Students may appeal for one additional semester of financial assistance if they feel there are special circumstances that prevented them from meeting the minimum standards for Satisfactory Academic Progress. Students must complete and submit the Satisfactory Academic Progress appeal form along with a typed statement describing the reasons and circumstances that caused them to fail to meet the minimum required standards. Students must also provide a statement outlining the specific steps that they intend to take in the next semester to improve their academic performance. 

The completed form, two written statements, along with any supporting documentation must be submitted to the Office of Financial Aid and will be reviewed by the Scholarship and Financial Aid Committee. Circumstances may include, but are not limited to, serious illness or injury, death of a family member, or an emotional or mental health issue (for student) that required professional care. SAP appeals must be submitted by August 1.

Submitted appeals will be reviewed by the committee within two weeks of receipt of the appeal. Students will be notified in writing of the committee’s decision. If the appeal is approved, the decision notification will outline the conditions of your financial aid reinstatement. Students who have an academic progress appeal approved will be placed on financial aid probation status for the subsequent semester. Academic progress will be reviewed at the end of the enrollment period specified. If the appeal is denied, the notification will specify the conditions and recommendations for future consideration for financial aid eligibility. The decision of the Scholarship and Financial Aid Committee is final and cannot be appealed.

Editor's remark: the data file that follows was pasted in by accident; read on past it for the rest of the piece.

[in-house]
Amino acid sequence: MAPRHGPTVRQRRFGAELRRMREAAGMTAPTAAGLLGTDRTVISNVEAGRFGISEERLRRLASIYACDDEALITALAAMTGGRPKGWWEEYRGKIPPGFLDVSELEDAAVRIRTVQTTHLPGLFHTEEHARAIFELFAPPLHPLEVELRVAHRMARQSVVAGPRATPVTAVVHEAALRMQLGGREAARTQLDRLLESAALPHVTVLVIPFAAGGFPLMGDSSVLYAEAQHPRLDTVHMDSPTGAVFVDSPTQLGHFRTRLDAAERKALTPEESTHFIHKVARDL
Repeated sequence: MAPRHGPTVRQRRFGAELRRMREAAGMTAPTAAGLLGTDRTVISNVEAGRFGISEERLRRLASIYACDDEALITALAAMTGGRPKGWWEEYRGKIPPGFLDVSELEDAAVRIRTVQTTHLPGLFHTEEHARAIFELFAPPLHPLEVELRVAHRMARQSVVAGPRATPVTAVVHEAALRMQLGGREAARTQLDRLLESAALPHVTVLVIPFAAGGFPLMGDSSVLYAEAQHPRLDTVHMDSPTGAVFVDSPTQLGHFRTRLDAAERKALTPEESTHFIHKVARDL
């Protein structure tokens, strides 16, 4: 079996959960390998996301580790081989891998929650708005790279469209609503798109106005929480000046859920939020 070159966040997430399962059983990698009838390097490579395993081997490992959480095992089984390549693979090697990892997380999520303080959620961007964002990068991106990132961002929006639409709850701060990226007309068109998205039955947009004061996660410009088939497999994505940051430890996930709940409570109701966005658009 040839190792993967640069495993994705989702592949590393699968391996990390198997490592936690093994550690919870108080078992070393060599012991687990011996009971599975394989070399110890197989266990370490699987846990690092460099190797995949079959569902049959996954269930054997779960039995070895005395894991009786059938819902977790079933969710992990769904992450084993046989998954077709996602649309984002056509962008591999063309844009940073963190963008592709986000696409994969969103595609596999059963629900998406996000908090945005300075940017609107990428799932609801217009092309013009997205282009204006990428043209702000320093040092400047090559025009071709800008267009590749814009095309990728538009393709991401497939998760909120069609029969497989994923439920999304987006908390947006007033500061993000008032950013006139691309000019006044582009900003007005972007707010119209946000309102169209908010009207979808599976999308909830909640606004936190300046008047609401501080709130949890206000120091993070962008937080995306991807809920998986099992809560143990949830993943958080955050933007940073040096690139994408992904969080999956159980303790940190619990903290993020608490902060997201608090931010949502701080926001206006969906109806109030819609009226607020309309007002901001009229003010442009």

The above Standards of Satisfactory Academic Progress are not designed to replace the standards that the college uses for academic dismissal/probation. It is possible for a student to lose financial aid eligibility without losing status as a degree candidate. However, once a student loses status as a degree candidate, he or she will also lose eligibility for financial aid.

Code of Conduct

Lees-McRae is a member of the National Association of Student Financial Aid Administrators (NASFAA). The Office of Financial Aid abides by NASFAA's Code of Conduct for financial aid professionals.

An institutional financial aid professional is expected to always maintain exemplary standards of professional conduct in all aspects of carrying out his or her responsibilities, specifically including all dealings with any entities involved in any manner in student financial aid, regardless of whether such entities are involved in a government sponsored, subsidized, or regulated activity. In doing so, a financial aid professional should:

  • Refrain from taking any action for his or her personal benefit.
  • Refrain from taking any action he or she believes is contrary to law, regulation, or the best interests of the students and parents he or she serves.
  • Ensure that the information he or she provides is accurate, unbiased, and does not reflect any preference arising from actual or potential personal gain.
  • Be objective in making decisions and advising his or her institution regarding relationships with any entity involved in any aspect of student financial aid.
  • Refrain from soliciting or accepting anything of other than nominal value from any entity (other than an institution of higher education or a governmental entity such as the U.S. Department of Education) involved in the making, holding, consolidating or processing of any student loans, including anything of value (including reimbursement of expenses) for serving on an advisory body or as part of a training activity of or sponsored by any such entity.
  • Disclose to his or her institution, in such manner as his or her institution may prescribe, any involvement with or interest in any entity involved is any aspect of student financial aid.